Closeup of an eye

Dry Eye

Learn about Dry Eye and Treatment Options

As Dry Eye experts, we offer specialized attention through our Dry Eye Center. We understand your frustration with the limitations of traditional therapies and are committed to bringing you the best technology available to treat this uncomfortable disease – so that you can enjoy the greatest possible relief.
We can determine the cause of your symptoms and apply therapy appropriate to your specific needs that may make your daily discomfort a thing of the past.

What is Dry Eye?

Dry eye is a complex, multifactorial disease process that affects the eye’s ability to produce healthy lubrication for the ocular surface. Dry Eye is a long-term chronic disease that takes years to develop and may worsen if left untreated.
Dry eye is a complex, multifactorial disease process that affects the eye’s ability to produce healthy lubrication for the ocular surface.
Tears are necessary for maintaining the health of the front surface of the eye and for providing clear vision. Dry eye is a common and often chronic problem, particularly in older adults.
With each blink of the eyelids, tears spread across the front surface of the eye, known as the cornea. Tears provide lubrication, reduce the risk of eye infection, wash away foreign matter in the eye and keep the surface of the eyes smooth and clear. Excess tears in the eyes flow into small drainage ducts in the inner corners of the eyelids, which drain into the back of the nose.
Dry eyes can occur when tear production and drainage are not in balance. Tears are a mixture of different ingredients, but primarily oil and water. If either ingredient is not present in appropriate amounts, we experience symptoms of dryness.

People with dry eyes either do not produce enough tears or their tears are of poor quality.

Inadequate amount of tears. Tears are produced by several glands in and around the eyelids. Tear production tends to diminish with age or as a side effect of certain medicines. Environmental conditions, such as wind and dry climates, can also decrease tear volume due to increased evaporation. When the normal amount of tear production decreases or tears evaporate too quickly from the eyes, symptoms of dry eye can develop.
Poor quality of tears. Tears are made up of three layers: oil, water, and mucus. Each component protects and nourishes the front surface of the eye. A smooth oil layer helps prevent evaporation of the water layer, while the mucin layer spreads the tears evenly over the surface of the eye. If the tears evaporate too quickly or do not spread evenly over the cornea due to deficiencies with any of the three tear layers, dry eye symptoms can develop.
Tear film layer diagram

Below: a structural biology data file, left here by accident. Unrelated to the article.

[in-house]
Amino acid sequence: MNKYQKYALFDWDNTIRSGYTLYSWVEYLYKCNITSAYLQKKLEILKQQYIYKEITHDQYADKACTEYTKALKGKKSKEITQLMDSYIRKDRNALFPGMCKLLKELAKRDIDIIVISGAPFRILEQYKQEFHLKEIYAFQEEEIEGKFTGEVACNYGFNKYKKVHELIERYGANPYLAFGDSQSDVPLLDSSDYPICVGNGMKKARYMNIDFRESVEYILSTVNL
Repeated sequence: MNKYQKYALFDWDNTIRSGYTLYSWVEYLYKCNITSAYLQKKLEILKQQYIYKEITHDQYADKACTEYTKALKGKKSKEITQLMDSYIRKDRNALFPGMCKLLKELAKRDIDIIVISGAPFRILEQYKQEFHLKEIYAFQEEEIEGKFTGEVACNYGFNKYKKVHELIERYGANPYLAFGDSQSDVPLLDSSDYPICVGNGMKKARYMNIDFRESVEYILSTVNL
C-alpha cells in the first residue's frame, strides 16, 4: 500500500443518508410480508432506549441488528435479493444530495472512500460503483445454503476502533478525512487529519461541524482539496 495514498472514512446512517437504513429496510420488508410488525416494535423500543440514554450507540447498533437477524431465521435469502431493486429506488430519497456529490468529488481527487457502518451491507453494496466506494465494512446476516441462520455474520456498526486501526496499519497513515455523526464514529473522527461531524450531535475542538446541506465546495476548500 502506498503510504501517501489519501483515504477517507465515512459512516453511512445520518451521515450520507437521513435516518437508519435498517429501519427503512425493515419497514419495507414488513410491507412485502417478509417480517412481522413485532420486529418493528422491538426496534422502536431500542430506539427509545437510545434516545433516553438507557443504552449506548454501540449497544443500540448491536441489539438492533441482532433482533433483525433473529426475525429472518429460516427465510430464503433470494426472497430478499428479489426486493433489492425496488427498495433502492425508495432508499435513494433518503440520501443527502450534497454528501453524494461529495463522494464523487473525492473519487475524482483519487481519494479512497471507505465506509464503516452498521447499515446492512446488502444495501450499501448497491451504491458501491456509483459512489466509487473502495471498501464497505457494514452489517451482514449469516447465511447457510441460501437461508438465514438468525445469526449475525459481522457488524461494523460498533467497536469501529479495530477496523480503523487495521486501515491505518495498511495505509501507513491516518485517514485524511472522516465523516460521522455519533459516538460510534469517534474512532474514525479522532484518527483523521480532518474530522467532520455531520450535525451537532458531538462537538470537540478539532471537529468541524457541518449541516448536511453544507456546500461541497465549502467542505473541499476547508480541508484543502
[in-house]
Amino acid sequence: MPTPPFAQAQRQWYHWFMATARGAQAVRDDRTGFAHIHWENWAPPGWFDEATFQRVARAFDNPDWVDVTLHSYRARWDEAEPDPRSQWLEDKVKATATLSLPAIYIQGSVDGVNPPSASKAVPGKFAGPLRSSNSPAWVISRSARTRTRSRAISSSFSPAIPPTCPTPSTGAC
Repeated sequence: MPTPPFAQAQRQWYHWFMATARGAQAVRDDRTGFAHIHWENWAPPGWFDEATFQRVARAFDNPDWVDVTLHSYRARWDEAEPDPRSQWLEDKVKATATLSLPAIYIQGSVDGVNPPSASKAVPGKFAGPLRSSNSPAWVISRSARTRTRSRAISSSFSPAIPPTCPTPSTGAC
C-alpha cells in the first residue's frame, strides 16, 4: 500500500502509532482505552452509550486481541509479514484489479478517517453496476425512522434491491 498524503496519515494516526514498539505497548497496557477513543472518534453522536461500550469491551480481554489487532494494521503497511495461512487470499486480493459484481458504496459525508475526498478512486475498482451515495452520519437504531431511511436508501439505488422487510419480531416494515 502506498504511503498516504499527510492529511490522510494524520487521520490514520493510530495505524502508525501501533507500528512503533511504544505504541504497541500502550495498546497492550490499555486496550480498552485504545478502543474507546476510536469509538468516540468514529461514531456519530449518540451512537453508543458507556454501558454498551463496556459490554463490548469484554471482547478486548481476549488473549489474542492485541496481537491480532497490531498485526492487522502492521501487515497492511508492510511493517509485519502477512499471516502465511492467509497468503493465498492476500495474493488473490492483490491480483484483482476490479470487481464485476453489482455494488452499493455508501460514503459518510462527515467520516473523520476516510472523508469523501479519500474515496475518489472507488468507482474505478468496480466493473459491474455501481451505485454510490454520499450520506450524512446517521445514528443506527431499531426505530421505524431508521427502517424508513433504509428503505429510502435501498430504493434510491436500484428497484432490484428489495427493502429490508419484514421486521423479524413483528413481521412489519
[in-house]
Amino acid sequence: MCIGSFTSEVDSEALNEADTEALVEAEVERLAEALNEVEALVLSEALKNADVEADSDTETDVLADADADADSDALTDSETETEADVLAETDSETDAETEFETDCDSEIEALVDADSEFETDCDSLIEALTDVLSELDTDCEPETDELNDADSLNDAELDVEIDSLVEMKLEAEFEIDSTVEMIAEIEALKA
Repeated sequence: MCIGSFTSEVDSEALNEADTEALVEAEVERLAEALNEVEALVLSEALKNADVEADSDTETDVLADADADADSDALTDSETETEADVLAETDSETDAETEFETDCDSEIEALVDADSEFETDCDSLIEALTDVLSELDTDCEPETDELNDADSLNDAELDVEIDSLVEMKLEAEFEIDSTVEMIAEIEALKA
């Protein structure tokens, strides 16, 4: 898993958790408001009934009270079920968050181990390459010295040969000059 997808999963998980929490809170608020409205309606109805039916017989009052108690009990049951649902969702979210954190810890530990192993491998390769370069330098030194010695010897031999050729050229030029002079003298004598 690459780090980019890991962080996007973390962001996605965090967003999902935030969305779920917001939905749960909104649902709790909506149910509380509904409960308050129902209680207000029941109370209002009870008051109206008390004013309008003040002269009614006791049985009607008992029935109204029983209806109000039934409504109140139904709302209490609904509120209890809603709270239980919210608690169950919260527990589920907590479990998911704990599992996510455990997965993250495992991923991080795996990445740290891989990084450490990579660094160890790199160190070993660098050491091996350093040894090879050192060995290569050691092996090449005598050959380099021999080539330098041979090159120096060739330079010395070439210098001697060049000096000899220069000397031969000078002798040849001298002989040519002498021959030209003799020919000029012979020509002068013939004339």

Lipid (oil) layer: lubricates and prevents evaporation.
Aqueous (water) layer: nourishes and protects the cornea
Mucin layer: adheres tears to the eye
Meibomian glands: create the lipid (oily) layer of the tear film, a blockage can lead to evaporative dry eye

What are the symptoms of Dry Eye?

Dry eye is something that is not “cured” with artificial tears. Artificial tears are generally a component of treatment, however, they do not impact the underlying cause of dryness. Dry eye is rarely cured permanently, ongoing management is necessary.

If you suffer from any of these symptoms from time to time, you may benefit from a visit with our dry eye specialists at our Dry Eye Clinic.

There are two kinds of Dry Eye?

Evaporative Dry Eye

Evaporative Dry Eye accounts for 86% of all dry eye cases is caused by blockages in the Meibomian glands located in your eyelids
This condition of obstructed glands is known as Meibomian Gland Dysfunction(MGD). These glands are responsible for creating the lipid (oil) layer of tears. When the glands aren’t working as they should, you don’t have enough tear film oil.
Your tears- which lubricate your eyes and keep them comfortable-evaporate too quickly. An insufficient oil layer can cause your tears to evaporate 4-16 times faster.

Aqueous Deficient Dry Eye

Aqueous Deficient Dry Eye occurs when the lacrimal glands do not create a sufficient amount of aqueous (water) to keep the eyes moist.

How do we determine if you are suffering from Dry Eye?

In our Dry Eye Clinic, we will conduct a series of evaluations and determine the likely causes of your Dry Eye Symptoms. LipiView takes extremely detailed images of your eye’s tear film.
The tear film can be clearly seen as an array of colors that are reflected when a light source is directed towards the front surface of the eye. Readings are instantly calculated and displayed on the LipiView monitor.
Lipiview Interferometer logo
Normal vs. MGD gland comparison

What causes Dry Eye?

Dry eyes can develop for many reasons, including:

AGE. Dry eyes are a part of the natural aging process. The majority of people over age 65 experience
some symptoms of dry eyes.GENDER. Women are more likely to develop dry eyes due to hormonal changes caused by pregnancy, the use of oral contraceptives and menopause.

MEDICATIONS. Certain medicines, including antihistamines, decongestants, blood pressure medications, and antidepressants, can reduce tear production.

ENVIRONMENTAL CONDITIONS. Exposure to smoke, wind and dry climates can increase tear evaporation resulting in dry eye symptoms. Failure to blink regularly, such as when staring at a  computer screen for long periods of time, can also contribute to drying of the eyes.
OTHER FACTORS. Long-term use of contact lenses can be a factor in the development of dry eyes.
Certain eye surgeries can contribute to dryness.

We have a variety of dry eye treatments available for you here at our Dry Eye Clinic.

Dry Eye Diagram